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Corn Maze in Maize, Arkansas
Corn Maze in Maize, Arkansas
    Corn Maze in Maize, Arkansas
Corn Maze in Maize, Arkansas


September 17, 2003

Arkansas Farmers Create 7-Acre Maze in Maize

Arkansas Department of Parks and Tourism

NEWPORT, Ark. -- Ever wonder if you'd fare any better than a lab mouse in a maze? From Sept. 22-Nov. 2, Mallard Country Corn Maze will give you an opportunity to find out.

The business' owners, Jim Burton and his son, Jeff Burton, have created a seven-acre corn maze in the shape of a Jack O' Lantern. "It's quite challenging," Jeff said. "Last year, we had to help a few people find their way out. Sometimes they just give up. As I'm out there working on the maze, I even get turned around from time to time."

This year will mark the second maze for the Burtons. In 2002 they created one in the shape of mallard duck, which drew some 6,000 visitors to the maze.

Jeff said the maze is popular among church and school groups because of the educational games they've incorporated. According to Jeff, markers are placed throughout the maze that feature questions on several different subjects. Directions through the maze depend on the answers provided at each marker.

"If you answer wrong, you'll proceed in the wrong direction." he said, adding that participants are given "passports" to accompany the game.

The Mallard Country Corn Maze is open from 4 to 10 p.m. Friday through Sunday. It is open to groups, by reservation only, Monday through Thursday. Admission is $6 for those 12 and up, $4 for those aged 6-11, and free for those under 6. Jeff said they will also offer hay rides, a "cow train" ride for children as well as a pick-your-own pumpkin patch.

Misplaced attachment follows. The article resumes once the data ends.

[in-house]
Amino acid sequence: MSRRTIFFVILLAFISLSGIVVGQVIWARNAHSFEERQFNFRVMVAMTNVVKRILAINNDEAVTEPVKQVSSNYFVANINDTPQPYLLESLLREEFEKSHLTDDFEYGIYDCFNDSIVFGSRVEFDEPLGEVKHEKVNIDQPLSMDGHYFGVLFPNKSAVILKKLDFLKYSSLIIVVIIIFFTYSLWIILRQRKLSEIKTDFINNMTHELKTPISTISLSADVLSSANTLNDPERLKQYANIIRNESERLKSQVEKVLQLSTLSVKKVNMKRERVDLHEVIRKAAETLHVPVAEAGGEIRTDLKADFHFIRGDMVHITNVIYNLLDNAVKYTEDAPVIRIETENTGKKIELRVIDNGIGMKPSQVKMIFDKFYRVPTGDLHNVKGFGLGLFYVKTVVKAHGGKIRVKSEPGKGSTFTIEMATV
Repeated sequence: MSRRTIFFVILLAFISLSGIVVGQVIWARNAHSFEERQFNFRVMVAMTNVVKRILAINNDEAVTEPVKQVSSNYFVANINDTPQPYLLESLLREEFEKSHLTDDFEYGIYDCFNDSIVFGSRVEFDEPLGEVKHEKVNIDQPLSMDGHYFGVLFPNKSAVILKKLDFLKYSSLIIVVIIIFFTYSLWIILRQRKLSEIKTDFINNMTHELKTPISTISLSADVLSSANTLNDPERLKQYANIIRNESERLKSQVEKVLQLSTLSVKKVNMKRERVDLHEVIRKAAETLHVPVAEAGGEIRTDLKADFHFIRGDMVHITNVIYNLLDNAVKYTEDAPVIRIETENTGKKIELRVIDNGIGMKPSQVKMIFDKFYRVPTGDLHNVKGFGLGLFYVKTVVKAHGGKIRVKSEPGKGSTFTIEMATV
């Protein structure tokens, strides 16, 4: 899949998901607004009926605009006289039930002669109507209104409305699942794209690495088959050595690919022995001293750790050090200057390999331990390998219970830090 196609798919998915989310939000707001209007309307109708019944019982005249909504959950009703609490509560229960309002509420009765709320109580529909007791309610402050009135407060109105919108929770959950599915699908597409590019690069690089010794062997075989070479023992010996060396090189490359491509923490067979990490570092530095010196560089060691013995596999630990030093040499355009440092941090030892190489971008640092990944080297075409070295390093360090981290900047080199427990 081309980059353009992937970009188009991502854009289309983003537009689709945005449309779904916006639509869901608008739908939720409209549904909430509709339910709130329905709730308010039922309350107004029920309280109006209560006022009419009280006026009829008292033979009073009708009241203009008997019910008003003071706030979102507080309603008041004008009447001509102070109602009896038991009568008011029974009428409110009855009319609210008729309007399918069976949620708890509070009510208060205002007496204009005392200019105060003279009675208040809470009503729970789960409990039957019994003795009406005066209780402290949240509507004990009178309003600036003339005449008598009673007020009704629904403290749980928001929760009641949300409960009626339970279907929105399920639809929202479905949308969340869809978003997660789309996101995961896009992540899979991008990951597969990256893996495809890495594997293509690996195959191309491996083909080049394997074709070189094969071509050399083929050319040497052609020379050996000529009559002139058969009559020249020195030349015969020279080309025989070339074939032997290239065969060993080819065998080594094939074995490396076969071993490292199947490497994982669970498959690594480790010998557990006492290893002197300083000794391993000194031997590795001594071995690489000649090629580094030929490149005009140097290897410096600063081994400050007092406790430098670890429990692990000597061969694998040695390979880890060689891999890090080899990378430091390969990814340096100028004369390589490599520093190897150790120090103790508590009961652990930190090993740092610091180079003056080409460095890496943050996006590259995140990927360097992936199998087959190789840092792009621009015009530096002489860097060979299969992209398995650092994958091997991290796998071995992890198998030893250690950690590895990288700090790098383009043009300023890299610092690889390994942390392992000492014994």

In the two weeks preceding Oct. 31, Jeff said the maze will have a Halloween theme. "It will be like a haunted house, but in the maze."

Mallard Country Corn Maze is located just east of U.S. 67 at exit 80, two miles south of Newport. For reservations or more information, contact the Burtons by phone at (870) 523-3695.


A Maze in the Making

Jeff said he and his father develop the concept for each maze, and then submit their idea to a Utah Company, THE MAiZE, which designs the actual maze. The company has also designed mazes this season at approximately 140 locations in the United States, Canada and Europe, many of which can be viewed at

To prepare the field for the maze, corn must be planted in a north-south and east-west pattern -- as opposed to in rows. "Then it's a matter of measurements," Jeff said. "Twenty feet from this point -- 10 from this point. The design pretty much consists of right angles, although there are a few 45-degree angles and some curves."

Jeff said that in most cases, corn maze makers use paint to mark the pattern when the plants are about one foot high and mow or spray it then. This year, though, the Burtons were unable to begin marking and cutting the corn until it reached a height of 10 feet, which caused some extra work and many more instances of lost direction, Jeff said.



Submitted by the Arkansas Department of Parks & Tourism
One Capitol Mall, Little Rock, AR 72201, (501) 682-7606

May be used without permission. Credit line is appreciated:
"Arkansas Department of Parks & Tourism"




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